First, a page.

Bike: 2015 Devinci Spartan Carbon RR
Size Tested: Medium
Blister’s Measured Weight:
– 13.44kg (29.6 lbs) Complete Bike w/ Time MX6 pedals
– 3.4 kg (7.49lbs) Frame w/ Monarch RC3 Debonair Rear Shock.
Geometry & Complete Build: Here
Drivetrain: SRAM X01
Brakes: SRAM Guide RSC
Fork: RockShox Pike RCT3
Shock: Monarch Plus RC3 Debonair
Wheels: 27.5′ DT Swiss E1700 Spline 2′
Reviewer Info: 5’9”, 155 lbs.
Duration of Test: one month
Test Locations: Whitefish & Helena, Montana; Fernie, BC
Devinci first dropped word of the Spartan last summer, and we took a quick look at it in our Interbike coverage last year.
Out of all the ~160mm travel bikes that I rode at Interbike, the Spartan was the one I liked best, and I said as much in my writeup.
While it’s tough to really make a definitive call on a bike after only riding it for an hour or so, I decided to put my money where my mouth is, and I picked up a Spartan to replace my 2013 Specialized Enduro Expert.
So now that I have more time on the Spartan, is it still impressing me? And were my initial impressions from Interbike correct?
Before I wade into all of that, a bit of background on the Spartan:
It’s a bike that’s pretty clearly situated to mix it up with “enduro” bikes, which some people might call “all mountain” bikes and others might call light “freeride” bikes. Regardless, the Spartan is more or less similar to my Specialized Enduro that it’s replacing, but it follows the trend of many newer bikes out there, and is lower and slacker than the Enduro.
It also gets a wheel size boost, and is shod with 27.5 hoops because, as we all know, it is physically impossible to race enduro on 26” wheels. (I’ll talk a bit more about the wheel size below.)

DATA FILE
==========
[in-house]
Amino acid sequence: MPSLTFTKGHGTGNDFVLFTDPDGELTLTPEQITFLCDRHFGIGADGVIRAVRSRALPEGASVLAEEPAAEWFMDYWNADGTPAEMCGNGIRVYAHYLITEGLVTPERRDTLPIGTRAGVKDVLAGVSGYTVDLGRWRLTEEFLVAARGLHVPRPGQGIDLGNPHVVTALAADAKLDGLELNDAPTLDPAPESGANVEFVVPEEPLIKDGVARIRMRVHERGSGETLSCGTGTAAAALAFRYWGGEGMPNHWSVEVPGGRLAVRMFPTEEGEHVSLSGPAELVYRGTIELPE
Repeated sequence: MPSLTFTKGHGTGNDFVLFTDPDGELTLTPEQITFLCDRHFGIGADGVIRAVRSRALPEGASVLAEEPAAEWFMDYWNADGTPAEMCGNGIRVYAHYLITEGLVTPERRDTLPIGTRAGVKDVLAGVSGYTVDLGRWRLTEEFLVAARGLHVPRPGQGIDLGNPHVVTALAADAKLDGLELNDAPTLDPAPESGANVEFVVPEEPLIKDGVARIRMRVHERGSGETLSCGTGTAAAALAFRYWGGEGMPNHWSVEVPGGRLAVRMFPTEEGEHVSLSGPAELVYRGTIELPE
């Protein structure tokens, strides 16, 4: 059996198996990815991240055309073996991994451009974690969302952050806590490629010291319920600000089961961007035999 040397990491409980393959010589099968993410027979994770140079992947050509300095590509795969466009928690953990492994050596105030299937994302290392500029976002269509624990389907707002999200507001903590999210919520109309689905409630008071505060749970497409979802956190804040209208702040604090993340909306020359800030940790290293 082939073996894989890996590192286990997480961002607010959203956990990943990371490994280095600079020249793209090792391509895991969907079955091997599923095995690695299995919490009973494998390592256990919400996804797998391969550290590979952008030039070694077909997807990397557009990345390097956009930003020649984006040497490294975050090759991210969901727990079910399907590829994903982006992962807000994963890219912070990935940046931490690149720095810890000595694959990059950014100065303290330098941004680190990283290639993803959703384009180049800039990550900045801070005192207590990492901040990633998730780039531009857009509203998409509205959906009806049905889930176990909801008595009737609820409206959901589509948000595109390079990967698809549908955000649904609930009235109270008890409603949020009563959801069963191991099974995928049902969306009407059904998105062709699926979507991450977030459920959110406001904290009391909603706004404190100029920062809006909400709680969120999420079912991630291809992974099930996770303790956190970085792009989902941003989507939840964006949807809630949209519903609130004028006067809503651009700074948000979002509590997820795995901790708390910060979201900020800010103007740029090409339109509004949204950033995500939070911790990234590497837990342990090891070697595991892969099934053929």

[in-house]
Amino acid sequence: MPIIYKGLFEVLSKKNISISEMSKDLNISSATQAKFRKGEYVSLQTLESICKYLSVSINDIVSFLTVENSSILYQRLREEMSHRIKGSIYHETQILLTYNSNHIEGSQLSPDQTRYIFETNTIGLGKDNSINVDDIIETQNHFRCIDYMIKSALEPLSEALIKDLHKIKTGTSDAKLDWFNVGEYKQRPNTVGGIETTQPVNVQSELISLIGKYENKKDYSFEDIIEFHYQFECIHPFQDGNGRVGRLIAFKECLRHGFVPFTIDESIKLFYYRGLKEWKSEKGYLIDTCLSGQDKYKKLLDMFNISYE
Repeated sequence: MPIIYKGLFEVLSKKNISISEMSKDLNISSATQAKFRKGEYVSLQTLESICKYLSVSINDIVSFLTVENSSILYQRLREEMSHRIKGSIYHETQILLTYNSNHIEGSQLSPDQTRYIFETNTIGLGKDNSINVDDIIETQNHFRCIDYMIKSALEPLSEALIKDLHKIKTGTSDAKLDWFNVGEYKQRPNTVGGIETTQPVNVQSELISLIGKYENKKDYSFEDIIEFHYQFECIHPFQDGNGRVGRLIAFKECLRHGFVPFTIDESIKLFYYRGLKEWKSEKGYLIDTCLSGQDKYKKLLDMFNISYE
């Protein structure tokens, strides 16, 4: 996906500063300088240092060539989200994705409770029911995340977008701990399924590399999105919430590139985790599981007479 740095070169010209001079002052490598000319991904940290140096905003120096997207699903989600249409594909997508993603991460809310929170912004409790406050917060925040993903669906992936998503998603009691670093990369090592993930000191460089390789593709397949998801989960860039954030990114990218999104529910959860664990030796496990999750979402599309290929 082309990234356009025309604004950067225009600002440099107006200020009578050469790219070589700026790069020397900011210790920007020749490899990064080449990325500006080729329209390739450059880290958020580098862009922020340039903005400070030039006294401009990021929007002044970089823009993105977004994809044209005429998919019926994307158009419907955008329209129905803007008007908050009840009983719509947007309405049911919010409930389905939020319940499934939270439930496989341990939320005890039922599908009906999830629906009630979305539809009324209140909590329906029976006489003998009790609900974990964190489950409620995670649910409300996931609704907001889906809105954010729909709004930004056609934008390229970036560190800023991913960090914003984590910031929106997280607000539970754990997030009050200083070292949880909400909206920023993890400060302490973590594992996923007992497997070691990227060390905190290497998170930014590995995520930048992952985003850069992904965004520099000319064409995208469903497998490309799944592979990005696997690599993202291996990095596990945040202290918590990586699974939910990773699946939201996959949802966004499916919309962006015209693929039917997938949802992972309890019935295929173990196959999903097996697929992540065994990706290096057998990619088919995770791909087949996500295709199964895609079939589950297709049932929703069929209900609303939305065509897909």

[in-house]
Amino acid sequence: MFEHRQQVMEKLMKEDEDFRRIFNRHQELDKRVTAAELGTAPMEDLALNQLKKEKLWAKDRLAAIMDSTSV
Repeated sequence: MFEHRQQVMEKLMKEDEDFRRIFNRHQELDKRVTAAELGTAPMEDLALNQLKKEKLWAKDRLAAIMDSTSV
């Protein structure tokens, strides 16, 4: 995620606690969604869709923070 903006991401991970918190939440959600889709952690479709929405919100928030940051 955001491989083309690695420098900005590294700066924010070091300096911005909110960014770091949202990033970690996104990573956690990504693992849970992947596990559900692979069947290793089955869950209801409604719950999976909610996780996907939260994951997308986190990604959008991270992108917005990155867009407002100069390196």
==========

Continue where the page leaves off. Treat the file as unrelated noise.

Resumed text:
The Spartan by the Numbers
The Spartan features a “flip chip” that, with the removal of the rear shock bolt, can be set in “low” or “high” mode. As the name implies, the low mode brings the bottom bracket height down to about 337mm (13.3”), which is about 7mm lower than high mode. In low mode, the bottom bracket drop works out to about 21mm, which is at the low end of the spectrum.
I spent almost all of my time on the Spartan in low mode, so all of the numbers I’m discussing are with the bike in that setting. Putting the bike in high mode lengthens the top tube and reach numbers by a little bit.
The Spartan doesn’t follow the “longer is better” trend to the extent of some other bikes like the Kona Process 153 and Giant Reign that are quite a bit longer both in the top tube and in the reach. The reach on my medium Spartan is 413mm / 16.25”, and the horizontal top tube length is 580mm / 22.8”. (The Kona and Giant have reaches of 435mm and 444mm, and top tube measurements of 601mm and 620mm, respectively.)
On the back end of the bike, where many companies are slamming the rear wheel into the shortest chainstays they can muster, the Spartan’s stays come in at a relatively average 432mm (17”). Not long by any means, but also not the shortest out there—they’re about 10mm longer than the Specialized Enduro 650b.
The Spartan’s head angle in the low mode is 65.8°. Switching to high mode steepens that up to 66.4°.
The seat tube angle on the Spartan is a pretty middle of the road 72.4°, again,measured in low mode.
At first, the fit on the Spartan felt a bit cramped, and I had an internal debate as to whether I should have bumped up to a Large. I’ve always ridden Mediums, but Devinci specs the Spartan with a relatively short 50mm stem.
Short stems are certainly the part du jour at the moment, but that trend is largely a result of the lengthening that lots of bikes are seeing; the frame gets longer and the stem gets shorter. The Spartan gets a fairly short stem, but the frame isn’t nearly as long as some of the other bikes out there. While I’ve gotten used to the shorter cockpit, I could also see myself bumping up to a 60mm stem.
All of these numbers have a pretty distinct effect on how the Spartan rides, which I’ll discuss below.
NEXT: The Frame